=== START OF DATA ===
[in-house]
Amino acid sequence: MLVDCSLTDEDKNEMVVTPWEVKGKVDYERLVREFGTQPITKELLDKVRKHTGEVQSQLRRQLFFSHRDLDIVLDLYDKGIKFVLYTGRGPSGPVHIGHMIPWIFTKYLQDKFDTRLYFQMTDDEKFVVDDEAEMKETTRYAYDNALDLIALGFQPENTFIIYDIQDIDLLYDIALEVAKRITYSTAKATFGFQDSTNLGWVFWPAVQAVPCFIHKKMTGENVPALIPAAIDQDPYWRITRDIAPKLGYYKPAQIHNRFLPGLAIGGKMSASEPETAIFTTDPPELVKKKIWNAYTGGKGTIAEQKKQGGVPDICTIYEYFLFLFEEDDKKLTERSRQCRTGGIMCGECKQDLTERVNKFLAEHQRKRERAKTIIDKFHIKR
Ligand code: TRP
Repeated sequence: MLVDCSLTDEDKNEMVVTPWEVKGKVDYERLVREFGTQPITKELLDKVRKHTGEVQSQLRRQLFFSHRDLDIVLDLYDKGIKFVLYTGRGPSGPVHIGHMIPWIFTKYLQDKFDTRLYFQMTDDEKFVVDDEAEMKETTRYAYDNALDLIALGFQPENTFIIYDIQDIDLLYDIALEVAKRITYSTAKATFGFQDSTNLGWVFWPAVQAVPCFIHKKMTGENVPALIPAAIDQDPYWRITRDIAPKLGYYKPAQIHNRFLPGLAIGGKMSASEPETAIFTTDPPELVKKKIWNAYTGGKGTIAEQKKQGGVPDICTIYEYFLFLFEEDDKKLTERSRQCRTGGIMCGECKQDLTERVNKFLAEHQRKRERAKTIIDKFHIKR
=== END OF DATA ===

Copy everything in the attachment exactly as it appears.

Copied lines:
[in-house]
Amino acid sequence: MLVDCSLTDEDKNEMVVTPWEVKGKVDYERLVREFGTQPITKELLDKVRKHTGEVQSQLRRQLFFSHRDLDIVLDLYDKGIKFVLYTGRGPSGPVHIGHMIPWIFTKYLQDKFDTRLYFQMTDDEKFVVDDEAEMKETTRYAYDNALDLIALGFQPENTFIIYDIQDIDLLYDIALEVAKRITYSTAKATFGFQDSTNLGWVFWPAVQAVPCFIHKKMTGENVPALIPAAIDQDPYWRITRDIAPKLGYYKPAQIHNRFLPGLAIGGKMSASEPETAIFTTDPPELVKKKIWNAYTGGKGTIAEQKKQGGVPDICTIYEYFLFLFEEDDKKLTERSRQCRTGGIMCGECKQDLTERVNKFLAEHQRKRERAKTIIDKFHIKR
Ligand code: TRP
Repeated sequence: MLVDCSLTDEDKNEMVVTPWEVKGKVDYERLVREFGTQPITKELLDKVRKHTGEVQSQLRRQLFFSHRDLDIVLDLYDKGIKFVLYTGRGPSGPVHIGHMIPWIFTKYLQDKFDTRLYFQMTDDEKFVVDDEAEMKETTRYAYDNALDLIALGFQPENTFIIYDIQDIDLLYDIALEVAKRITYSTAKATFGFQDSTNLGWVFWPAVQAVPCFIHKKMTGENVPALIPAAIDQDPYWRITRDIAPKLGYYKPAQIHNRFLPGLAIGGKMSASEPETAIFTTDPPELVKKKIWNAYTGGKGTIAEQKKQGGVPDICTIYEYFLFLFEEDDKKLTERSRQCRTGGIMCGECKQDLTERVNKFLAEHQRKRERAKTIIDKFHIKR